Court of Appeal dismisses application by cannabis trafficker on death row

Court of Appeal dismisses application by cannabis trafficker on death row

SINGAPORE: The Court of Appeal has dismissed a bid by a cannabis trafficker on death row to have his case reviewed.

In a judgment released on Tuesday (May 16), Justice Tay Yong Kwang said the application was “clearly an impermissible attempt at reopening and rearguing the appeal” that Muhammad Faizal Mohd Shariff, 36, had already attempted.

Justice Tay said there was no new evidence that would satisfy the requirements of a review application.

Faizal was convicted in January 2019 by trial judge Chan Seng Onn of a charge of possessing cannabis for the purpose of trafficking.

He was arrested in February 2016 and found to have 3.5kg of vegetable matter, which contained 1.6kg of cannabis, for the purpose of trafficking.

It was not disputed that he collected four blocks of cannabis, that he referred to as “storybooks”, and brought them to an apartment where he cut and repacked one of the blocks into smaller portions.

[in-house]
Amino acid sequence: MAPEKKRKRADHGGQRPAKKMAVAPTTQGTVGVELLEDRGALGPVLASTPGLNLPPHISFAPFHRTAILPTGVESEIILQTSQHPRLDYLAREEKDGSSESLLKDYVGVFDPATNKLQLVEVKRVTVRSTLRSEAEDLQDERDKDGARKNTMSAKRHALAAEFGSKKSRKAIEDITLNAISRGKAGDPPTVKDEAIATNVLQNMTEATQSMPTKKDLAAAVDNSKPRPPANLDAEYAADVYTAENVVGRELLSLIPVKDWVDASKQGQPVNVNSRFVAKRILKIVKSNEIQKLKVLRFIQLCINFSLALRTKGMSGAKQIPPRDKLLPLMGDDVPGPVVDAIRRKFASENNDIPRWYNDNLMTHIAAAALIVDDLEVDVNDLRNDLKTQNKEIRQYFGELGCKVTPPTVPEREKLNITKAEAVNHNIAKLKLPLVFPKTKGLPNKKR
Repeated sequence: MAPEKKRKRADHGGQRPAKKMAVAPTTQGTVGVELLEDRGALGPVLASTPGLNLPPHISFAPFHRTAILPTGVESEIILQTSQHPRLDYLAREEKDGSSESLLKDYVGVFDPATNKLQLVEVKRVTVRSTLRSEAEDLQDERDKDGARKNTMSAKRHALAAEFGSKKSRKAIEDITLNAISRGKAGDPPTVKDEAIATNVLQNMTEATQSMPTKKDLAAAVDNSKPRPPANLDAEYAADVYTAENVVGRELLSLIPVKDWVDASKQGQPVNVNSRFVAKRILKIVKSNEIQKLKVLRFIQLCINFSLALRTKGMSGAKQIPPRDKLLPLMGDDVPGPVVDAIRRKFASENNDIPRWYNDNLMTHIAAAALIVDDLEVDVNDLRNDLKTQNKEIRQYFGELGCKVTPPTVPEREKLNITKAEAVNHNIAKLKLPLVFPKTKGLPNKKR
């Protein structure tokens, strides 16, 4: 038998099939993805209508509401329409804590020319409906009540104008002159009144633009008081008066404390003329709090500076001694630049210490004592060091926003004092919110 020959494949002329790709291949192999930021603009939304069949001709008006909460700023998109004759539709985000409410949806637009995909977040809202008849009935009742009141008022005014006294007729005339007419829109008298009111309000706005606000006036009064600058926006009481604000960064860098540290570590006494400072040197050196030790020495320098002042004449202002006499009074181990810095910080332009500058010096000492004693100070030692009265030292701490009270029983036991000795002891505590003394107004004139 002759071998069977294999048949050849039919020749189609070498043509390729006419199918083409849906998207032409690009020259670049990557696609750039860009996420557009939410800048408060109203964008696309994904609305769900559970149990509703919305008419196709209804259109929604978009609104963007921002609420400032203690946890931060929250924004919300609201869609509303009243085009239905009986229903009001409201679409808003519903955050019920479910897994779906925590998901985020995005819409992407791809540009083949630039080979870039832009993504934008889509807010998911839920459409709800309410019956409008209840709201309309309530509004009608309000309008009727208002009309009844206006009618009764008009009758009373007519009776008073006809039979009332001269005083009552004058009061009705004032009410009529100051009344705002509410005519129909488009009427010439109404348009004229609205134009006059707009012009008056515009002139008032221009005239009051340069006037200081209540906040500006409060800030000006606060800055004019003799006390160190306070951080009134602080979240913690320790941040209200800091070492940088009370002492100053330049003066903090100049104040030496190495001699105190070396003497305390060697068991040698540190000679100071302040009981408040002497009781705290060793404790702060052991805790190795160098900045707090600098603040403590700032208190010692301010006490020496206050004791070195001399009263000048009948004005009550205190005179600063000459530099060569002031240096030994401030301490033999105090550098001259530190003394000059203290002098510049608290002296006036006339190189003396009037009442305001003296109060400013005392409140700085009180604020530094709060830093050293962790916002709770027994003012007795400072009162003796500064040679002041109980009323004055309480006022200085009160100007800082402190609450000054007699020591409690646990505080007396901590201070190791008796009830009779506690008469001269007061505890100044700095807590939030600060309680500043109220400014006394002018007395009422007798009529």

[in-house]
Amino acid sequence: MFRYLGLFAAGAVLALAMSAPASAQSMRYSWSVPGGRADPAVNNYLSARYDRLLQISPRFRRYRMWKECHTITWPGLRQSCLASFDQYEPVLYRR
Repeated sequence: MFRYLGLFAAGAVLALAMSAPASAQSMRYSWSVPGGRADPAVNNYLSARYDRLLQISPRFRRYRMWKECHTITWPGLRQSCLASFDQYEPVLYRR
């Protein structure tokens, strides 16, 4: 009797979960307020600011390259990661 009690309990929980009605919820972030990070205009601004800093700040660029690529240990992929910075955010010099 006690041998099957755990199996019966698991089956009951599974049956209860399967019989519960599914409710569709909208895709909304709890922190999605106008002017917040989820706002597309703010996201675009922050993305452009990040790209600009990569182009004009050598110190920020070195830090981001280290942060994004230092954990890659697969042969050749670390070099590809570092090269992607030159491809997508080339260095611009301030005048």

He claimed he had possessed the cannabis to consume, and that only a small portion was meant for sale. However, he also testified that he had never smoked cannabis before and that it was for “future use” as he wanted to do it “bit by bit”.

The trial judge found that Faizal had possession and knowledge of all six blocks of cannabis involved. He had admitted in a statement that the cannabis was meant for sale, and dealt with the drugs in a manner consistent with someone intending to traffic in it, weighing one of the blocks and breaking it down into smaller portions before wrapping the portions.

Faizal was sentenced to the mandatory death penalty, and appealed against the High Court’s decision.

In August 2019, the Court of Appeal dismissed Faizal’s appeals.

On May 10 this year, the Singapore Prison Service informed Faizal’s family that the death sentence would be carried out on Faizal on May 17.

Faizal filed a new application on May 11, seeking a review of his case, hoping for a reduction to life imprisonment or a reduced charge to a non-capital offence. 

His counsel argued that there has been a change in the law and that additional evidence has come to light.

The prosecution filed submissions in response on May 15, saying Faizal had failed to raise sufficient material.

Justice Tay dismissed the application without setting it down for hearing.